German legal theorist Rudolf von Jhering famously remarked that ancient Rome had conquered the world three times: the first time through its armies, the second through its religion, the third through its laws. He might have added: each time more thoroughly.
The Empire, after all, only spanned a tiny portion of the globe; the Roman Catholic Church has spread farther; Roman law has come to provide the language and conceptual underpinnings of legal and constitutional orders everywhere.
Law students from South Africa to Peru are expected to spend a good deal of their time memorizing technical terms in Latin, and it is Roman law that provides almost all our basic conceptions about contract, obligation, torts, property, and jurisdiction—and, in a broader sense, of citizenship, rights, and liberties on which political life, too, is based.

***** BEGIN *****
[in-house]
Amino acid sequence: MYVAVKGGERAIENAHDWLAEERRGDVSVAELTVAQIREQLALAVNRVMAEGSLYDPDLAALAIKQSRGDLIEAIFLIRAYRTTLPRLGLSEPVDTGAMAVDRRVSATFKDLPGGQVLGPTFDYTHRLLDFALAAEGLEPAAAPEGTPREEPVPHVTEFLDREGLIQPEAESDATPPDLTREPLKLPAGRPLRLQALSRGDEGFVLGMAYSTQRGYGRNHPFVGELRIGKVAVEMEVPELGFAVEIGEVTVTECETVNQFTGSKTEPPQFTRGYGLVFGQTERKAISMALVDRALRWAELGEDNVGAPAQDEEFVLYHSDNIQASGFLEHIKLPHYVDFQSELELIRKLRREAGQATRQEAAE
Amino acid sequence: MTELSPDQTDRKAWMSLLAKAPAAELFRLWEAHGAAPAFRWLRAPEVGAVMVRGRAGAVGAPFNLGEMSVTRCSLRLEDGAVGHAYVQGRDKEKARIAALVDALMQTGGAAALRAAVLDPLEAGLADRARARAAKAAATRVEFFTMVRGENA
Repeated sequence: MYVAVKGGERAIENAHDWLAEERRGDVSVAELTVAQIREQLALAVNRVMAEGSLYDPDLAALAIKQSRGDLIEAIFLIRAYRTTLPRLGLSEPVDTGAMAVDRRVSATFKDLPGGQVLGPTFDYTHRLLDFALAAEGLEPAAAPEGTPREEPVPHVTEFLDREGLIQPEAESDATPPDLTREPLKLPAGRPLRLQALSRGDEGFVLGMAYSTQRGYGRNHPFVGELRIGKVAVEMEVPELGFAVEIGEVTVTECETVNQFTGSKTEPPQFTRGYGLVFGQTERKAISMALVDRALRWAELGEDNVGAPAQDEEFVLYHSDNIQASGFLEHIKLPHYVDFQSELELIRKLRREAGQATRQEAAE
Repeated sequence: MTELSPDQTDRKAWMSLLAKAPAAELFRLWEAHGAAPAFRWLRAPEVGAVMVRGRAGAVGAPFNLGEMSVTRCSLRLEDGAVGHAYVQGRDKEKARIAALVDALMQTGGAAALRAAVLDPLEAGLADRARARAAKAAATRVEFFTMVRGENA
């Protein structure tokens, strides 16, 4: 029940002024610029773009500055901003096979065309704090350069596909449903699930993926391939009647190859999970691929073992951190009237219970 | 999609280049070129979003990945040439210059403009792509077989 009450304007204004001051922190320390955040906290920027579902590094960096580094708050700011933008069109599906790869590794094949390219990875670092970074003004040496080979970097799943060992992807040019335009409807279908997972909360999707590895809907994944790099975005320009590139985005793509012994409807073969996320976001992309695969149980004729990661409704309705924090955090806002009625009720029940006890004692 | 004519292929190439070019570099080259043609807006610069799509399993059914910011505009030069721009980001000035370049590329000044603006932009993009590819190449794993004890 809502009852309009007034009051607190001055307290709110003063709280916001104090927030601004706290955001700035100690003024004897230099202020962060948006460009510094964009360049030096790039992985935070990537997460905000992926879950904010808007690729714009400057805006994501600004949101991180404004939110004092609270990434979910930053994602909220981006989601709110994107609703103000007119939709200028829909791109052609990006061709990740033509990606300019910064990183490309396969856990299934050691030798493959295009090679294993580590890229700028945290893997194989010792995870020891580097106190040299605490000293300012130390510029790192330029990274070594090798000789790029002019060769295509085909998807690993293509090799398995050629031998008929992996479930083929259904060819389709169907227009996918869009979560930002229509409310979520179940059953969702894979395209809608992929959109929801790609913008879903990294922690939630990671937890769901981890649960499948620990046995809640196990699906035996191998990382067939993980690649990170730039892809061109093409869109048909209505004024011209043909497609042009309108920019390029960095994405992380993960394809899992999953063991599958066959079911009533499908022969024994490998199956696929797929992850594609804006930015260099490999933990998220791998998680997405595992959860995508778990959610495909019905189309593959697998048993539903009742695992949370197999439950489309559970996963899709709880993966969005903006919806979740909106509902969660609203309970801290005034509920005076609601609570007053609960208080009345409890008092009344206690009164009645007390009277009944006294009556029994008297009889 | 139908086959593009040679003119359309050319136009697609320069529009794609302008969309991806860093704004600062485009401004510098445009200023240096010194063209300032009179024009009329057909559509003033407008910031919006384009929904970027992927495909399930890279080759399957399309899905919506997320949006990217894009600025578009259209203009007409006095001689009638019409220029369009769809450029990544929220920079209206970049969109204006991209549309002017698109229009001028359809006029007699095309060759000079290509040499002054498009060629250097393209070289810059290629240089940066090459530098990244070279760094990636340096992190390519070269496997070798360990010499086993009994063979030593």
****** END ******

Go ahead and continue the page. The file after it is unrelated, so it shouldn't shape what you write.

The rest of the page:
- market trends (and, occasionally, history)
- emerging technologies and deep tech
- startups and venture capital
- corporate strategy and business dynamics
- product development and marketing
- finance and (mainly behavioral) economics
- cognitive psychology and neuroscience
- the future of work and career
I occasionally add a personal note to them.
The whole collection is available here.